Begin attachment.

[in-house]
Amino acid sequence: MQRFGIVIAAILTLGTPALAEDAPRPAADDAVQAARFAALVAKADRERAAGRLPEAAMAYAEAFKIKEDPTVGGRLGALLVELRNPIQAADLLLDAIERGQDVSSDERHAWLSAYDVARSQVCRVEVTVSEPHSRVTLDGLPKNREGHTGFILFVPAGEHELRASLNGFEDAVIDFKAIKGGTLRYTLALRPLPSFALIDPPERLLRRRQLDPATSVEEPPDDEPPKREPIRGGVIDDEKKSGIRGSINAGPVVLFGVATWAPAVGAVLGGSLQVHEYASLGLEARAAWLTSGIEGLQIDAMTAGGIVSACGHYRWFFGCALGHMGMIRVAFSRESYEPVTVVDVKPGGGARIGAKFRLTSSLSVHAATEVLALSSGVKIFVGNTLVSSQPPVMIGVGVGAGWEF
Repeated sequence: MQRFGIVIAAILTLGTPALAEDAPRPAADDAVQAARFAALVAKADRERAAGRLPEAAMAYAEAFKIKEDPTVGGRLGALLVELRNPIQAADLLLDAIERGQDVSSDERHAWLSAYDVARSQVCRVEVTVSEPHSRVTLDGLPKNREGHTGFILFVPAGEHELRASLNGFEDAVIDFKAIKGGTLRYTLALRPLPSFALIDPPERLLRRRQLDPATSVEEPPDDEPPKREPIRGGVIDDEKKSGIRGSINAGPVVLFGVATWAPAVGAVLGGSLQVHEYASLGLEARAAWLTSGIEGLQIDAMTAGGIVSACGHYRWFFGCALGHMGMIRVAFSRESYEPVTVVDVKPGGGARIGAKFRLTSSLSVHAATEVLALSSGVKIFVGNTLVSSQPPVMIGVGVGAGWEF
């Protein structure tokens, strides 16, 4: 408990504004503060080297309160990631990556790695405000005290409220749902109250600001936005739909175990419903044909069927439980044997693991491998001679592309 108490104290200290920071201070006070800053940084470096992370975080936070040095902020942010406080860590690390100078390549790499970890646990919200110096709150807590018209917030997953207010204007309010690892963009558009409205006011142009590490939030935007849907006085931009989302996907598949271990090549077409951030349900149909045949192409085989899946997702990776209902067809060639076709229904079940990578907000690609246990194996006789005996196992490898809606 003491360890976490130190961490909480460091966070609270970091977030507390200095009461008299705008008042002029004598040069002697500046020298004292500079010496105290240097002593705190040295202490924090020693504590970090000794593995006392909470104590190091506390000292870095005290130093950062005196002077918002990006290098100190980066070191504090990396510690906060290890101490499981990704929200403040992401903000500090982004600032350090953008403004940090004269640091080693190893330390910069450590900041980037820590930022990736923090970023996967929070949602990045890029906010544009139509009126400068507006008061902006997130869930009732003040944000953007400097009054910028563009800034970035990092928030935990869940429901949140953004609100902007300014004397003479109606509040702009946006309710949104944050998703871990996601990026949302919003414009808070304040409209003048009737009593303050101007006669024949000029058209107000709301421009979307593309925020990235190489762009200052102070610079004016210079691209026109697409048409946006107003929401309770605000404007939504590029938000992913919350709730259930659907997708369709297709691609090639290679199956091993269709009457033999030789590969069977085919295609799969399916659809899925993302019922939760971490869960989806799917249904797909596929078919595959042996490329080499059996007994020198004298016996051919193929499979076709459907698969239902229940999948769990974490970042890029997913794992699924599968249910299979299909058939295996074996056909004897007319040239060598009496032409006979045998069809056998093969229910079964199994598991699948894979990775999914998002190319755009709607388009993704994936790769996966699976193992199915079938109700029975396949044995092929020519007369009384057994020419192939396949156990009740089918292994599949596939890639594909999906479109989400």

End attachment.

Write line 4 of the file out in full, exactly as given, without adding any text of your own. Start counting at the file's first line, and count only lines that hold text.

């Protein structure tokens, strides 16, 4: 408990504004503060080297309160990631990556790695405000005290409220749902109250600001936005739909175990419903044909069927439980044997693991491998001679592309 108490104290200290920071201070006070800053940084470096992370975080936070040095902020942010406080860590690390100078390549790499970890646990919200110096709150807590018209917030997953207010204007309010690892963009558009409205006011142009590490939030935007849907006085931009989302996907598949271990090549077409951030349900149909045949192409085989899946997702990776209902067809060639076709229904079940990578907000690609246990194996006789005996196992490898809606 003491360890976490130190961490909480460091966070609270970091977030507390200095009461008299705008008042002029004598040069002697500046020298004292500079010496105290240097002593705190040295202490924090020693504590970090000794593995006392909470104590190091506390000292870095005290130093950062005196002077918002990006290098100190980066070191504090990396510690906060290890101490499981990704929200403040992401903000500090982004600032350090953008403004940090004269640091080693190893330390910069450590900041980037820590930022990736923090970023996967929070949602990045890029906010544009139509009126400068507006008061902006997130869930009732003040944000953007400097009054910028563009800034970035990092928030935990869940429901949140953004609100902007300014004397003479109606509040702009946006309710949104944050998703871990996601990026949302919003414009808070304040409209003048009737009593303050101007006669024949000029058209107000709301421009979307593309925020990235190489762009200052102070610079004016210079691209026109697409048409946006107003929401309770605000404007939504590029938000992913919350709730259930659907997708369709297709691609090639290679199956091993269709009457033999030789590969069977085919295609799969399916659809899925993302019922939760971490869960989806799917249904797909596929078919595959042996490329080499059996007994020198004298016996051919193929499979076709459907698969239902229940999948769990974490970042890029997913794992699924599968249910299979299909058939295996074996056909004897007319040239060598009496032409006979045998069809056998093969229910079964199994598991699948894979990775999914998002190319755009709607388009993704994936790769996966699976193992199915079938109700029975396949044995092929020519007369009384057994020419192939396949156990009740089918292994599949596939890639594909999906479109989400």